Study # 57
October 21, 1998
Harlingen, Texas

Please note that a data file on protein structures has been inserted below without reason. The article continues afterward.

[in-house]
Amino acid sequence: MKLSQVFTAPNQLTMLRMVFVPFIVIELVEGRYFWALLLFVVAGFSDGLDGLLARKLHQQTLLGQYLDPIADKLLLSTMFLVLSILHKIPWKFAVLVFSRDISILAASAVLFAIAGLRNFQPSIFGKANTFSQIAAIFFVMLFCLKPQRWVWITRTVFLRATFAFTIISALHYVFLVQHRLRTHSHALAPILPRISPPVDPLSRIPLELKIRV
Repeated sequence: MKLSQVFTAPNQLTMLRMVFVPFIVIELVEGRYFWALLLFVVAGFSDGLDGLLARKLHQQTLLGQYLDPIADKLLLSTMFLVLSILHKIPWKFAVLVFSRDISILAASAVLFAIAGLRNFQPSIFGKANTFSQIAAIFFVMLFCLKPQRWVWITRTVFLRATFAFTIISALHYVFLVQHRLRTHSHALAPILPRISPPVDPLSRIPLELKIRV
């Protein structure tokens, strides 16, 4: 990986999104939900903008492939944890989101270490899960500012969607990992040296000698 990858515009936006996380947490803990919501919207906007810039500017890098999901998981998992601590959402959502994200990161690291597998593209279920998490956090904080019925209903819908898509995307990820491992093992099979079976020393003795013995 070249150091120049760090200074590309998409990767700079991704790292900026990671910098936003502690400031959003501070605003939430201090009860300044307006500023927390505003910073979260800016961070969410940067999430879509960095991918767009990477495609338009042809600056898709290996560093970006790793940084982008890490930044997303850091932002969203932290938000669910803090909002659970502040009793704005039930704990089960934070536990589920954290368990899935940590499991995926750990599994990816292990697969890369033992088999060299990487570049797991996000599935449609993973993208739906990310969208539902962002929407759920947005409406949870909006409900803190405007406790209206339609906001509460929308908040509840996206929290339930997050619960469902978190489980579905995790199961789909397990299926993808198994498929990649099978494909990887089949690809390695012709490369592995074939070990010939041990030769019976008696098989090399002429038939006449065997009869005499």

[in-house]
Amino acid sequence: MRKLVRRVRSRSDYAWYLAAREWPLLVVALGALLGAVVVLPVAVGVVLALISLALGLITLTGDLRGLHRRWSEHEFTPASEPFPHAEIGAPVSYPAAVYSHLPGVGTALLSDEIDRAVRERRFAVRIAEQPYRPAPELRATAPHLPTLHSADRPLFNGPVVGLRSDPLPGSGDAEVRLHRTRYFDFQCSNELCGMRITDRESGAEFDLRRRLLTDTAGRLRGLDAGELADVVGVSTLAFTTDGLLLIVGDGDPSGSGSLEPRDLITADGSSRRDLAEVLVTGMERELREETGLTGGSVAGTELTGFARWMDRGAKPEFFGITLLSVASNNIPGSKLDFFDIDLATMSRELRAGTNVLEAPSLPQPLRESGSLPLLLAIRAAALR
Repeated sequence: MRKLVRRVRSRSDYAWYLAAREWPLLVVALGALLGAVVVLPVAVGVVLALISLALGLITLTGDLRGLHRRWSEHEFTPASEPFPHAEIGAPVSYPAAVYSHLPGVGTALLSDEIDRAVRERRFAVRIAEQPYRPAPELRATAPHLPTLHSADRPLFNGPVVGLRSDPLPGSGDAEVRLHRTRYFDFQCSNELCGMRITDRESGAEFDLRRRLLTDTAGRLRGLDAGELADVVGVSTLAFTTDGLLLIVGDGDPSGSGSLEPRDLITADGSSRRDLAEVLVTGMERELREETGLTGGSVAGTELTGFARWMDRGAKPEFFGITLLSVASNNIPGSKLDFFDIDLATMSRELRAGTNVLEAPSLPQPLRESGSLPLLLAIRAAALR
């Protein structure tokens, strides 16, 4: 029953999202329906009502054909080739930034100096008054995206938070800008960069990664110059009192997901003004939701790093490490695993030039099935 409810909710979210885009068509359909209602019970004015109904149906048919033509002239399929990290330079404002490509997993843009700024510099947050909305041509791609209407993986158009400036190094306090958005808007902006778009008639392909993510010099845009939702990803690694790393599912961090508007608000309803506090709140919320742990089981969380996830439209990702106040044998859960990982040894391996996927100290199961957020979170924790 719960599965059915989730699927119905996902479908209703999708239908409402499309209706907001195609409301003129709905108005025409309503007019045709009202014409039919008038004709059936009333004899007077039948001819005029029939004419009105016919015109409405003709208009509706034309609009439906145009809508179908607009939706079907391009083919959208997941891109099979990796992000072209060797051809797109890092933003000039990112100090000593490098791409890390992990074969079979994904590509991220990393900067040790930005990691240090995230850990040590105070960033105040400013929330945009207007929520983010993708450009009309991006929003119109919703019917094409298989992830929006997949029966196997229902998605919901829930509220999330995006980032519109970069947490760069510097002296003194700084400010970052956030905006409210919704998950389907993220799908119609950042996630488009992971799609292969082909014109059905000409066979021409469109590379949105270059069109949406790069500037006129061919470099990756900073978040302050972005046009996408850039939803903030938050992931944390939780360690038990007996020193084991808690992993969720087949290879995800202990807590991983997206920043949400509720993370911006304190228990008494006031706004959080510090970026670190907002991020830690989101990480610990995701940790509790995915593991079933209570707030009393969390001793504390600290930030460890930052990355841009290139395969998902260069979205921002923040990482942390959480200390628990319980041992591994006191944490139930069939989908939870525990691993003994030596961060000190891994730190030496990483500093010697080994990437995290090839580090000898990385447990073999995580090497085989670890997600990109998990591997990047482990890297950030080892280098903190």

Thesis: "Wisdom" that is improperly motivated cannot serve the Church well. Introduction: Last week we looked into motivation for ministry. We are particularly concerned about the motivation for "foundational" ministry--i.e., that ministry which lays the foundation for the rest of the issues of the life of those who give heed to it. We have seen that James focuses, not upon the creedal conclusions of such ministries, but upon the motives that drive them. Why is this? Cannot true words, even out of the mouth of improperly motivated people, still result in good if they are believed? Yes, but that is not the issue. The issue is the long-term "wear" that goes on between "teachers" and those who give heed to them. Words can be divorced from their human sources if there is enough distance between the human beings; but words that come along with a continual rubbing of shoulders eventually get mixed up with the motivations of those involved. And the motivations add content to the words and create a certain influence of their own which becomes life-impacting. James was not writing to churches that had mega-numbers, but to house churches where the rubbing of the shoulders was relatively intense. But, according to James, there is a greater problem that simply the problem of false motives. It is what the motives DO TO THE WORDS.